The jewel of Belleville is the Parc de Belleville, which looks down over the entire city in a sweeping vista similar to that of Sacre Coeur, but with fewer tourists and a better view of the Eiffel Tower. There is a little boulangerie with decent breads and pastries, and a sidewalk café that serves a decent Sunday brunch. Paris has changed my definition of “brunch” fundamentally. On the west coast, “brunch” sort of just means breakfast is served all day, with alcohol. On the east coast, “brunch” is a more expensive breakfast served all day, with alcohol. In Paris, brunch is a fixed price (usually around 20 euros) for a big plate filled with a variety of small dishes - usually different breads or pastries with spreads and confitures, meats and patés, cheeses, vegetables, fruits, juices, and coffee. It’s really like your own personal buffet platter, and it’s glorious
This past weekend was one of those last few with weather beautiful enough to send Parisians scurrying outside to soak up the last of the sunshine. The Parc de Belleville was filled with picnicking Parisians looking down on the city splayed below, swaying awkwardly to some kind of alternative DJ playing in the square above the park. I met a friend for a beautiful long brunch outside on the terrasse of Moncoeur Bistrot, the café at the top of the hill by the park. The “Moncoeur brunch” was a big plate filled with soft scrambled eggs, ham, fromage blanc with honey and walnuts, Comté cheese (my absolute favorite), a carrot and spinach salad, mixed fruit cup, a slice of carrot cake and a little chunk of dark chocolate fudge cake. We ate and talked and enjoyed the warm sun and cool breeze on a terrasse filled with happy Parisians saying goodbye to summer, settling into fall.
After four incredible summer months at home drinking in as much of the salty ocean spray, thick foggy nights, deep redwood soil and golden rolling hills as I could, it was time to return to Paris. I am acutely aware of my situation, and how lucky I am to be in it. After a scramble to pay wayward bills from lazy summer months, renew immigration papers, and fix my defunct French phone number, I found myself strolling across the Seine, Eiffel Tower stoic and stark in the distance, on my way to meet a friend for Asian-fusion burgers followed by African drinks at a defunct consulat-turned-bar in the Canal St Martin. It was beautiful out, temperate, the sky awash in that pink glow and speckled with those textural impressionist clouds you only see in Paris. I felt utterly in love with my life, with this anomaly of a city that I belong to even though I can barely get a handle on its language, with the cobblestones and the distinct identities of each neighborhood, with the fact that I discover new things every single time I step outside my door. I was grateful.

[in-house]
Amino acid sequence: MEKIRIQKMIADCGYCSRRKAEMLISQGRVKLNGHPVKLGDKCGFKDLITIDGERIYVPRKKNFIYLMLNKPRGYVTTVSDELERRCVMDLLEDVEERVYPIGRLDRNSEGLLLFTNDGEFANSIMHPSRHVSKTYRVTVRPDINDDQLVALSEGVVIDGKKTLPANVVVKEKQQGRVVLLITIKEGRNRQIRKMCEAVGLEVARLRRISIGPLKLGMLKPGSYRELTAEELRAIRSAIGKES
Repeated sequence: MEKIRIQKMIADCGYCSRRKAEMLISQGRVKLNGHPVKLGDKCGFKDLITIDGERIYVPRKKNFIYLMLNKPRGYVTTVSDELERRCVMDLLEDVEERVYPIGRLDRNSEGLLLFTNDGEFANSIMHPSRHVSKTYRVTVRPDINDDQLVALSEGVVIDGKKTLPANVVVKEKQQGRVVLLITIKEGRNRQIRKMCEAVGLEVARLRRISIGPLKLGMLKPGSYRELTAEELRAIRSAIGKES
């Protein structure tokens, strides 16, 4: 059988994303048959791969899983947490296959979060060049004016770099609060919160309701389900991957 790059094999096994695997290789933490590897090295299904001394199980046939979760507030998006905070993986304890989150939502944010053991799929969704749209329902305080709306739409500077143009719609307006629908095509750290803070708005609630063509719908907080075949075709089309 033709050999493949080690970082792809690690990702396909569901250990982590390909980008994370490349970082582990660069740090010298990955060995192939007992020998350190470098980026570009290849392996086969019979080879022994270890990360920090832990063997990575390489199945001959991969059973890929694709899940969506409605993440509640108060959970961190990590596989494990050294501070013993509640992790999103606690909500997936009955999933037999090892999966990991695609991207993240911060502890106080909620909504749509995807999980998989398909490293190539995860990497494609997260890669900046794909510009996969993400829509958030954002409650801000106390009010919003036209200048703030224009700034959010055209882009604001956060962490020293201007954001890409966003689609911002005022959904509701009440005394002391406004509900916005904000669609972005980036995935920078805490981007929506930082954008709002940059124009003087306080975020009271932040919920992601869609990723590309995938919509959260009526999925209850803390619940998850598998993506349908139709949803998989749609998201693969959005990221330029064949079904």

Going home for the summer with the intention of returning to Paris for another year meant a lot of questions of a certain nature. “Are you happy to be home? Do you miss Paris? Are you excited to go back? How long will you stay there? Are you fluent yet?” (my least favorite). Constantly being asked about my life in this way revealed a habit that I am trying to combat, a habit which I think many people, especially younger people, are guilty of: compensation, excuses, an acute awareness of the other person’s perceptions and stereotypes and previously harbored opinions. I found myself qualifying everything, which I hate. I felt guilty for living a life that so many people professed envy for; I felt guilty for being fortunate enough to be able to lead this life.
I came to Paris for the first time in 2012 and fell in love. I left it vowing to return but not really believing it would happen for many years. Now, three years later, I have lived in this breathtaking city for a total of 13 months; I am working at the Parisian office of a global advertising agency; I am completing the final courses for my master’s degree; I can speak significantly more French than when I first stepped off the plane, but significantly not enough to be fluent. I did all of these things myself. Luck, fortunate circumstances, and generosity played a part that cannot go without acknowledgement; but I created value and opportunity for myself. When I first studied abroad here I had no goals for the future, no career aspiration, and no idea what I wanted to do with the rest of my life. Moving to Paris was more than just a fortunate circumstance of situations that fell together - it was a calculated, strategic step in my life that turned out to be the greatest thing I have ever done for myself. It pushed me to figure out what I want out of life. It forced me to grow. This experience has given me my future, showed me what I value, given me purpose and direction.
The next time you are feeling lost, directionless, confused, or dissatisfied, be brave enough to take a risk and make a change. Other people may not understand, may even outright disapprove. But listen to yourself and know that no step forward can be a mistake if you learn something from it.
Berlin is a city of ghosts. In the winter, it is grey and cold and dark, its landscape alternating between past and present. Berlin is a city riddled with scars: crumbling concrete structures, monuments pockmarked with bullet holes, remnants of the past - the wars, the persecution, the political strife. But for Berlin, these are not just constant reminders of its difficult history. They are signs of triumph, of the ability for a city to emerge anew from its ashes. Berlin embraces its dark history, transforms it into art and life and expression. All around there are signs of energy, movement, vitality in a city that seems destined to be forever haunted. It's gritty and rough and sometimes just outright dirty, but throughout Berlin there is a piercing beauty and a quality of authenticity. Other European cities are known for churches, art, architecture, nature. But what makes Berlin beautiful and unique is the fact that its people have so thoroughly laid claim to it. They have reshaped the landscape, through street art and concept stores and craft beer and rap music. They have physically molded the city in a way no other place has been, and underneath the patterns of the modern world are the ruins of the past. Berlin is a place I will always think of, and hope to return to.